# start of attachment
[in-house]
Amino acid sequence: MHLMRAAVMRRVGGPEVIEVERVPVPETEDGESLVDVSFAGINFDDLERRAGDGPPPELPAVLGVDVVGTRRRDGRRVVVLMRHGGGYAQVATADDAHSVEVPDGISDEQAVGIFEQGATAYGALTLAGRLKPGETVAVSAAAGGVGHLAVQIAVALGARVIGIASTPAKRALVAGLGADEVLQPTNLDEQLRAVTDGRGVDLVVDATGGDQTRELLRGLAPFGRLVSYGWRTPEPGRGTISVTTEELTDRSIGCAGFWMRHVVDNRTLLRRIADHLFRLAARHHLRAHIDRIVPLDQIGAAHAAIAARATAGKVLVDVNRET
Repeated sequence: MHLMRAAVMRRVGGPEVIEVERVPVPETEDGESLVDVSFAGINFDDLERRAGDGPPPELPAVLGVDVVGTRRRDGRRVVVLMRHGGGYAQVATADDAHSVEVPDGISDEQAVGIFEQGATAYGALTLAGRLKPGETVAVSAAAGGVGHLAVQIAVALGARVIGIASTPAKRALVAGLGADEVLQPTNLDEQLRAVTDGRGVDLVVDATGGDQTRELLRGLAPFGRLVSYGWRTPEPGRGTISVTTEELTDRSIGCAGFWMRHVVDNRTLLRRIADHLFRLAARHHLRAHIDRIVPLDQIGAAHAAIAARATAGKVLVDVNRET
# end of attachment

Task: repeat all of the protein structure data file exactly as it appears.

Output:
[in-house]
Amino acid sequence: MHLMRAAVMRRVGGPEVIEVERVPVPETEDGESLVDVSFAGINFDDLERRAGDGPPPELPAVLGVDVVGTRRRDGRRVVVLMRHGGGYAQVATADDAHSVEVPDGISDEQAVGIFEQGATAYGALTLAGRLKPGETVAVSAAAGGVGHLAVQIAVALGARVIGIASTPAKRALVAGLGADEVLQPTNLDEQLRAVTDGRGVDLVVDATGGDQTRELLRGLAPFGRLVSYGWRTPEPGRGTISVTTEELTDRSIGCAGFWMRHVVDNRTLLRRIADHLFRLAARHHLRAHIDRIVPLDQIGAAHAAIAARATAGKVLVDVNRET
Repeated sequence: MHLMRAAVMRRVGGPEVIEVERVPVPETEDGESLVDVSFAGINFDDLERRAGDGPPPELPAVLGVDVVGTRRRDGRRVVVLMRHGGGYAQVATADDAHSVEVPDGISDEQAVGIFEQGATAYGALTLAGRLKPGETVAVSAAAGGVGHLAVQIAVALGARVIGIASTPAKRALVAGLGADEVLQPTNLDEQLRAVTDGRGVDLVVDATGGDQTRELLRGLAPFGRLVSYGWRTPEPGRGTISVTTEELTDRSIGCAGFWMRHVVDNRTLLRRIADHLFRLAARHHLRAHIDRIVPLDQIGAAHAAIAARATAGKVLVDVNRET